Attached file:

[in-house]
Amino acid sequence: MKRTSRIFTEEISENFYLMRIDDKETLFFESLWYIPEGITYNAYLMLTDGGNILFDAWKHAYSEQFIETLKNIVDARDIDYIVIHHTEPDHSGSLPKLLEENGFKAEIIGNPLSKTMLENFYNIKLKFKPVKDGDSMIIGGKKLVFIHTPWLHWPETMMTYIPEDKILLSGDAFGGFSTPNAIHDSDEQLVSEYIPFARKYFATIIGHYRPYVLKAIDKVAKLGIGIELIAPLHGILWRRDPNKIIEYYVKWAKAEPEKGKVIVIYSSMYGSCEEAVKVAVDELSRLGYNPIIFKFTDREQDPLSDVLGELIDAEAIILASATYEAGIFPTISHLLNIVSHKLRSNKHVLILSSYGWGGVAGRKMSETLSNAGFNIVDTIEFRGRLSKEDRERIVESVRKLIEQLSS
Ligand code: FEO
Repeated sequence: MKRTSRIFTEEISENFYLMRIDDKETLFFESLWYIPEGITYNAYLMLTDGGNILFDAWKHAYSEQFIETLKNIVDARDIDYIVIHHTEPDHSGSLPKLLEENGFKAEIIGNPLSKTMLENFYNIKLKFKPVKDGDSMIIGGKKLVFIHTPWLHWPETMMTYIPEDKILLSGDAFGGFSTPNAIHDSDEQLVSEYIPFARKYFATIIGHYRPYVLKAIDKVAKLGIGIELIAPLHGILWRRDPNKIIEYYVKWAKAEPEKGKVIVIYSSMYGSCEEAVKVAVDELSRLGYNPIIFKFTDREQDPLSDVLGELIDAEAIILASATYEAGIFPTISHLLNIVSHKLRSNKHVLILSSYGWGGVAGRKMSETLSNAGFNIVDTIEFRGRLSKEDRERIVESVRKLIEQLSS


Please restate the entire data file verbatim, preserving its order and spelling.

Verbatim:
[in-house]
Amino acid sequence: MKRTSRIFTEEISENFYLMRIDDKETLFFESLWYIPEGITYNAYLMLTDGGNILFDAWKHAYSEQFIETLKNIVDARDIDYIVIHHTEPDHSGSLPKLLEENGFKAEIIGNPLSKTMLENFYNIKLKFKPVKDGDSMIIGGKKLVFIHTPWLHWPETMMTYIPEDKILLSGDAFGGFSTPNAIHDSDEQLVSEYIPFARKYFATIIGHYRPYVLKAIDKVAKLGIGIELIAPLHGILWRRDPNKIIEYYVKWAKAEPEKGKVIVIYSSMYGSCEEAVKVAVDELSRLGYNPIIFKFTDREQDPLSDVLGELIDAEAIILASATYEAGIFPTISHLLNIVSHKLRSNKHVLILSSYGWGGVAGRKMSETLSNAGFNIVDTIEFRGRLSKEDRERIVESVRKLIEQLSS
Ligand code: FEO
Repeated sequence: MKRTSRIFTEEISENFYLMRIDDKETLFFESLWYIPEGITYNAYLMLTDGGNILFDAWKHAYSEQFIETLKNIVDARDIDYIVIHHTEPDHSGSLPKLLEENGFKAEIIGNPLSKTMLENFYNIKLKFKPVKDGDSMIIGGKKLVFIHTPWLHWPETMMTYIPEDKILLSGDAFGGFSTPNAIHDSDEQLVSEYIPFARKYFATIIGHYRPYVLKAIDKVAKLGIGIELIAPLHGILWRRDPNKIIEYYVKWAKAEPEKGKVIVIYSSMYGSCEEAVKVAVDELSRLGYNPIIFKFTDREQDPLSDVLGELIDAEAIILASATYEAGIFPTISHLLNIVSHKLRSNKHVLILSSYGWGGVAGRKMSETLSNAGFNIVDTIEFRGRLSKEDRERIVESVRKLIEQLSS